Patricio Cooker

Director Steven Soderbergh on his side hustle: importing a grape-based spirit from 6,000 feet up in the Bolivian Andes.


Ray Isle
February 08, 2018

BOLIVIAN BREAKTHROUGH


Back in 2007 at the start-up party for Che, our Bolivian casting director got me a bottle of singani. We cracked it, and after I tried it I kind of grabbed him by the lapels and said, “What is this stuff? You’ve got to put together a mule train to keep me supplied.”


GOVERNMENT ISSUES


We initially imported 250 cases [of singani]. About nine months later we got a call from the Alcohol and Tobacco Tax and Trade Bureau: “We’ve noticed all these cases disappearing and they haven’t been sold, so what’s going on?” We had to explain: Steven’s been drinking it.


RESPECT THE CLASSICS


Whether it’s food or movies, you mess with a classic, you better know what you’re doing. It’s about expectation; if something’s altered in the primary DNA, you think, Why would you do that? If you’re going to have a pork chop on the menu, you gotta respect the pork chop.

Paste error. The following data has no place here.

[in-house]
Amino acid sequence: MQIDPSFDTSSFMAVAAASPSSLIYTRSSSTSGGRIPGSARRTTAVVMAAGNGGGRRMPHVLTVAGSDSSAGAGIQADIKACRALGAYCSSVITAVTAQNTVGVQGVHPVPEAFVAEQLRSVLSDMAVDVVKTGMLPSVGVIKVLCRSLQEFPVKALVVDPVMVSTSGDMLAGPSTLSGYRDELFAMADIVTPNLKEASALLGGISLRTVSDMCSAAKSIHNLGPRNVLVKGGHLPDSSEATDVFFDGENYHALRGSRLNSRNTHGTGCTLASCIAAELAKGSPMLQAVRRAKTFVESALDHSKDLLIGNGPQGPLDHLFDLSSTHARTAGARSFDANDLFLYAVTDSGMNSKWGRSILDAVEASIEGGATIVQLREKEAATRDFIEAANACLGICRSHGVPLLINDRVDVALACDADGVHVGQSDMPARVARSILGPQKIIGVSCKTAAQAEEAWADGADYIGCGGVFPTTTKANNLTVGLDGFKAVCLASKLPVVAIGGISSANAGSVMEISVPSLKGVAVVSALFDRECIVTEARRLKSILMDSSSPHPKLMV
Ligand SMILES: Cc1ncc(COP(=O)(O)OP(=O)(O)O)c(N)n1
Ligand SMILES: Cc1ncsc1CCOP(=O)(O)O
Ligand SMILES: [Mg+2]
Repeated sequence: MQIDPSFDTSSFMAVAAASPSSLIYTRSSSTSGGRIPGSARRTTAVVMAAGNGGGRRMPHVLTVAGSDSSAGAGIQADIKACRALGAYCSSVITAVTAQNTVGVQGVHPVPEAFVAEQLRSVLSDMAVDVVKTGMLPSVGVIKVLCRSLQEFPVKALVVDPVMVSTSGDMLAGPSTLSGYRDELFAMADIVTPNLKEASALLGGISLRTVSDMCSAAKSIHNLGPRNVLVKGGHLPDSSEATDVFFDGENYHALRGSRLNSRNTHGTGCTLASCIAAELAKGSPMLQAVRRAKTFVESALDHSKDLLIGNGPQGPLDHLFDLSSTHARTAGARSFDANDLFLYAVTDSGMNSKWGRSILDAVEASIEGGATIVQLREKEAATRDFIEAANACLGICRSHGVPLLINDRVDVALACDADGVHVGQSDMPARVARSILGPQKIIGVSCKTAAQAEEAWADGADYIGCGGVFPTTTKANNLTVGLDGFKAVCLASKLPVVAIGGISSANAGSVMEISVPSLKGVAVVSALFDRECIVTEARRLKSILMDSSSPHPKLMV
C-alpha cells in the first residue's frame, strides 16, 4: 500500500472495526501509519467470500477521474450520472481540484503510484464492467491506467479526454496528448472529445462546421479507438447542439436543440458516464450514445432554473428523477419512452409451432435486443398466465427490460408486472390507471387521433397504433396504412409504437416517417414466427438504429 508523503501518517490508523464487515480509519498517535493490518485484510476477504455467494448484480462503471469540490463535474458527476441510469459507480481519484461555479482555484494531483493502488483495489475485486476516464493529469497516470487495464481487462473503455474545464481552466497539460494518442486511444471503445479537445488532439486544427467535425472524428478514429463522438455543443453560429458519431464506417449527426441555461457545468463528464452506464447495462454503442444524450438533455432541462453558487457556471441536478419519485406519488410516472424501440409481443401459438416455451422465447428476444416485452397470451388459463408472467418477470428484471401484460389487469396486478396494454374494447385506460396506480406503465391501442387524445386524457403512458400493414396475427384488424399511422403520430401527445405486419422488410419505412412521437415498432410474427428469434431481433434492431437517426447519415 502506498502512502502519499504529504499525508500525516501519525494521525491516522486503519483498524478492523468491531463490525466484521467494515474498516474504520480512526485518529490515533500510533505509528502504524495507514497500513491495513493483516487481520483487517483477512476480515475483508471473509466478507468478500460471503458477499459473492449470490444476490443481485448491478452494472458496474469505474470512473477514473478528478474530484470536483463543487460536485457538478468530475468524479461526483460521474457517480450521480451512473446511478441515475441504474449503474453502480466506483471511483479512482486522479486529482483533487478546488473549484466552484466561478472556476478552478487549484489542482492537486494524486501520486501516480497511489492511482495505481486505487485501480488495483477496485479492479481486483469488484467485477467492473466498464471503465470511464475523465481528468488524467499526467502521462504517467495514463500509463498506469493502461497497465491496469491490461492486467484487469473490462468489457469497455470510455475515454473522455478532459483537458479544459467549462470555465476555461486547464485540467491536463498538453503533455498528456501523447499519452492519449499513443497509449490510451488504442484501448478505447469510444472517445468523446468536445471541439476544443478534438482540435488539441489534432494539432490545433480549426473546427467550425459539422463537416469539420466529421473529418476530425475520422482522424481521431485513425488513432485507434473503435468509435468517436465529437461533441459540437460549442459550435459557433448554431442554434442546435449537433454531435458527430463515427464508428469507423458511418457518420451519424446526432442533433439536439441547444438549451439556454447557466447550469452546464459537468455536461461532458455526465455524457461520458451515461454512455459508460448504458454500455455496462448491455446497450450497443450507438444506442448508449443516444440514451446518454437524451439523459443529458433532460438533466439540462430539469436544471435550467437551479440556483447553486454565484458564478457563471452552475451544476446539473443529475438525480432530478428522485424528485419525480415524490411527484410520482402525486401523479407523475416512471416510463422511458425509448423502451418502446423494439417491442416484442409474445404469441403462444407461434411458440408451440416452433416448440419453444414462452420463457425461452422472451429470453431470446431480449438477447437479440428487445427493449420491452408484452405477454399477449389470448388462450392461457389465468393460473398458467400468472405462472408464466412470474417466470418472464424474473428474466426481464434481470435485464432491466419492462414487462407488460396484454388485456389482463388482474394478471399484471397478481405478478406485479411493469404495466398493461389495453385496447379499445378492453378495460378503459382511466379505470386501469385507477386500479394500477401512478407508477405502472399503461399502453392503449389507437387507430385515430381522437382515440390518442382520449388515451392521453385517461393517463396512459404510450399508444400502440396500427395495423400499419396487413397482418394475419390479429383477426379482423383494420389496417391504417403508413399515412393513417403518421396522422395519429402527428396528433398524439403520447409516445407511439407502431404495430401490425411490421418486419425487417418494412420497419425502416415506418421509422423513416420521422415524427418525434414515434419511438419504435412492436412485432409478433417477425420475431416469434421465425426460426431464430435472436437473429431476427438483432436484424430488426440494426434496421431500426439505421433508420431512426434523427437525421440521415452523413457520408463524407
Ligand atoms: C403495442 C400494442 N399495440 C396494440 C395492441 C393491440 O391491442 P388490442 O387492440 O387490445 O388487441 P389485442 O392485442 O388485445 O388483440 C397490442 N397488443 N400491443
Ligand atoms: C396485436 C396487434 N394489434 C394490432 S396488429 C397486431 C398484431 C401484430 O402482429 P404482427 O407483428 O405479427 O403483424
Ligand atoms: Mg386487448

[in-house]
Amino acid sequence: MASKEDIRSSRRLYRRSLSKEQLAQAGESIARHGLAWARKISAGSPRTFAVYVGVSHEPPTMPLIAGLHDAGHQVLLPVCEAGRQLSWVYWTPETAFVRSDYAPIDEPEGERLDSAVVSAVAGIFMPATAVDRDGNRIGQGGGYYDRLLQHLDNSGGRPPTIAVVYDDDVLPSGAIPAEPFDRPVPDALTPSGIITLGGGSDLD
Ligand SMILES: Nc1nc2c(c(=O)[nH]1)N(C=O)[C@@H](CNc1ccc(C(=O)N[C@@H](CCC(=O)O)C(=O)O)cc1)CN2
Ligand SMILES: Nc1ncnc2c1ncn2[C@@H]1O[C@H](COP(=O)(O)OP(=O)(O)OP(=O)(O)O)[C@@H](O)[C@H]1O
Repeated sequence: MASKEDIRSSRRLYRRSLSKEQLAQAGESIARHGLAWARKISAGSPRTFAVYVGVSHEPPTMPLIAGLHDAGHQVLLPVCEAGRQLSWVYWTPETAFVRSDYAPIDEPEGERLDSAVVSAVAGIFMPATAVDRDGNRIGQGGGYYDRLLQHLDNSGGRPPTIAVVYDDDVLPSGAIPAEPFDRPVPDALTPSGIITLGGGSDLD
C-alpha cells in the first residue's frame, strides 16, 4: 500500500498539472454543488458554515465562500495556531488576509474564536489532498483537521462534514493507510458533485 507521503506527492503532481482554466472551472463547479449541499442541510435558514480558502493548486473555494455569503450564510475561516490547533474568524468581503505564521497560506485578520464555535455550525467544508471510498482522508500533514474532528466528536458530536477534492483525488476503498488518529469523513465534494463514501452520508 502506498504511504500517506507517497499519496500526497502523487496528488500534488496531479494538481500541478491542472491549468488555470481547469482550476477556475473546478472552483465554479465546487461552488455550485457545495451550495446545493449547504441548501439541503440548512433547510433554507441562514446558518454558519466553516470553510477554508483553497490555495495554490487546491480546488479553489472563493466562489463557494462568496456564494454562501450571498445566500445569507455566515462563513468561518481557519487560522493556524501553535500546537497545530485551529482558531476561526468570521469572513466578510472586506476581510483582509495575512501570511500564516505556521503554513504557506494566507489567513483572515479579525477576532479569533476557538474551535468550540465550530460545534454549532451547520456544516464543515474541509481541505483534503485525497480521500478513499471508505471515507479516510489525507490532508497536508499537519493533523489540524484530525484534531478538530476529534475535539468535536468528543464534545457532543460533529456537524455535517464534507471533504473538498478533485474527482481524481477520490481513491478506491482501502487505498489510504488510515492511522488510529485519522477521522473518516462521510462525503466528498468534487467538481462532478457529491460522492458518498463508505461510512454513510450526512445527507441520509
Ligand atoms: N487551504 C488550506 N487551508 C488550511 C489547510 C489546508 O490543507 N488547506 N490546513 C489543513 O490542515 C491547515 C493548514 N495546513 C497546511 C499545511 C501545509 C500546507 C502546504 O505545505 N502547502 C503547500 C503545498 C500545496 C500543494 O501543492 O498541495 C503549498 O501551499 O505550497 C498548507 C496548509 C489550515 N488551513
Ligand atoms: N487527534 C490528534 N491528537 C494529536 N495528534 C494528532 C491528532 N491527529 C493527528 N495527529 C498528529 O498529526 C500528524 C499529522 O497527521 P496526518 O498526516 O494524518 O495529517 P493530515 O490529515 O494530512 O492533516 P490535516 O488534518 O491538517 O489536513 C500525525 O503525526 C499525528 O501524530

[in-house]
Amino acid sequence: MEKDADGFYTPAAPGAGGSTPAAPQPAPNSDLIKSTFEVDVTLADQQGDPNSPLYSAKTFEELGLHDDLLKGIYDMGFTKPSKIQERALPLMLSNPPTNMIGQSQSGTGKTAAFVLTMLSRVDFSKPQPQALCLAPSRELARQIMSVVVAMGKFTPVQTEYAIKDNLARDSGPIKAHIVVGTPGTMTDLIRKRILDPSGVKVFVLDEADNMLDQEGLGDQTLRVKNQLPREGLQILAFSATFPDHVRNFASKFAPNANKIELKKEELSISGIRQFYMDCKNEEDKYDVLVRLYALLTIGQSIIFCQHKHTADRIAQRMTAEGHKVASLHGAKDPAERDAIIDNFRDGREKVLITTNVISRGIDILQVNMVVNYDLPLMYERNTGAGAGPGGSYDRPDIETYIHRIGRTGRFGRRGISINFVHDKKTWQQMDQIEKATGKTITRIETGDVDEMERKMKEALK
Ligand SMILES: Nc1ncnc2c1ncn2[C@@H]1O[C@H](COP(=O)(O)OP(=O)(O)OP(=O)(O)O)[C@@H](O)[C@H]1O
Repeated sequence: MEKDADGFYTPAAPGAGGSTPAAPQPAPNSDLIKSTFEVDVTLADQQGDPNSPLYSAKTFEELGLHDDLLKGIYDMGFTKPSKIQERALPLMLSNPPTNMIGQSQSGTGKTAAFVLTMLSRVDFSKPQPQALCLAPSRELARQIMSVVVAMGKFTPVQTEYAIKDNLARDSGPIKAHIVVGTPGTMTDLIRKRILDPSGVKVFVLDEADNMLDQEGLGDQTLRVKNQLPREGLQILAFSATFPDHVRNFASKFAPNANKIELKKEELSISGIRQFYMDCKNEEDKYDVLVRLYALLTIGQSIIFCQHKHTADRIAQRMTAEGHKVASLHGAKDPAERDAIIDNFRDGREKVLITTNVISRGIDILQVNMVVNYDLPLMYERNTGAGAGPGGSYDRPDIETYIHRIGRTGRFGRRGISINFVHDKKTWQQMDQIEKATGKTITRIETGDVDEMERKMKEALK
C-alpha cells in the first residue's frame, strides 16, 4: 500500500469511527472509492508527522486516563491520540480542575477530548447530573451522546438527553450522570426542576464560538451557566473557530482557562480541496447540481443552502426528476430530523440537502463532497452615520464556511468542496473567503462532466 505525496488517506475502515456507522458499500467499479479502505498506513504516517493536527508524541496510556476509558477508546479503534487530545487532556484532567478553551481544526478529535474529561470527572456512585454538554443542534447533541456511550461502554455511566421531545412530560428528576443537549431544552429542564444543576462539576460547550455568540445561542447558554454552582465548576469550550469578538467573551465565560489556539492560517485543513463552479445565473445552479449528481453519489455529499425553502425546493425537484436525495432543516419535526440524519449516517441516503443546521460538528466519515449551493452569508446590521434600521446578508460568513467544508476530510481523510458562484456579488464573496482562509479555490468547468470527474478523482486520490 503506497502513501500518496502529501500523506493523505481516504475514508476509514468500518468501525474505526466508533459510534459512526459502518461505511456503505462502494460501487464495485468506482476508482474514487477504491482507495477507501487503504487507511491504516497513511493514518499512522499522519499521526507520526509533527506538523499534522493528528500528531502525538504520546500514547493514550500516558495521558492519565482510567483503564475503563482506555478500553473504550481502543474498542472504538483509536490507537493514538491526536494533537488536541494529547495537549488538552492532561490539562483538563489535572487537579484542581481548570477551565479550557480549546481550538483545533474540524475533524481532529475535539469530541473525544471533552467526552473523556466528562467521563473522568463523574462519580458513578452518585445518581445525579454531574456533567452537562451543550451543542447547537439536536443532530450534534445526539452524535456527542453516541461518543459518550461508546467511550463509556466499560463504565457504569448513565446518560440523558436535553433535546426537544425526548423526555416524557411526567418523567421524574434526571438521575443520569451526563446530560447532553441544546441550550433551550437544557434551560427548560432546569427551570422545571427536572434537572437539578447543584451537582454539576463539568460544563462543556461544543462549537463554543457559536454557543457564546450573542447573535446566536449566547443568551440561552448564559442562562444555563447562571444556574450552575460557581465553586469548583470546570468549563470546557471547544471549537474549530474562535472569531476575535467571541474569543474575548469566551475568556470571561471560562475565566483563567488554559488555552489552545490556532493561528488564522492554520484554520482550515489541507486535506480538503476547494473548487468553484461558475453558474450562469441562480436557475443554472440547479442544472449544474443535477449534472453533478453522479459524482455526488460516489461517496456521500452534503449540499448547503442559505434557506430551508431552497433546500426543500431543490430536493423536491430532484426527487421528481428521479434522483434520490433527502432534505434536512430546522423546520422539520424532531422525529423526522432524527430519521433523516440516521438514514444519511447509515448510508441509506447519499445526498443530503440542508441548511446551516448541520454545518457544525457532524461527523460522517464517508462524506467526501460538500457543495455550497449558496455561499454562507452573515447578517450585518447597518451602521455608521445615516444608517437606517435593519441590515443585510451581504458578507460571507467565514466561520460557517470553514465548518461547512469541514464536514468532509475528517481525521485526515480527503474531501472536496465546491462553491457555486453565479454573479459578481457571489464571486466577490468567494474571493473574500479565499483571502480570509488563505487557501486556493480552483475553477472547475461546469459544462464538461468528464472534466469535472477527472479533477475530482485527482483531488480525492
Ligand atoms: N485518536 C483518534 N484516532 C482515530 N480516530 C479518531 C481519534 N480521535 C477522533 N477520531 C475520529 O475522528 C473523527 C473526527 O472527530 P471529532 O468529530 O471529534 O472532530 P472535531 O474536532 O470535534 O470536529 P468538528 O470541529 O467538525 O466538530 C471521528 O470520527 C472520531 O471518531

HIS SENSE OF TASTE


It’s only since I moved to 
New York that my palate moved beyond that of a 9-year-old. Now 
I go to Tamarind Tribeca and 
order the vindaloo, which is just superhot, and I love it. 


FOOD ON SCREEN


It’s hard to make a good food movie. I think that the problem is that film is not smell-based. You don’t smell the onions hitting the pan. You’re missing the one thing that makes your body react, that makes your mouth water.


RESTAURANT OBSESSION


The Cheesecake Factory. I’m fascinated by the fact that they have the world’s largest menu and that I’ve never gotten anything there that I didn’t think was good. 


ULTIMATE COCKTAIL


A singani martini made with Cocchi 
Americano. It’s like gossamer. It just disappears. 
—interview by Ray Isle

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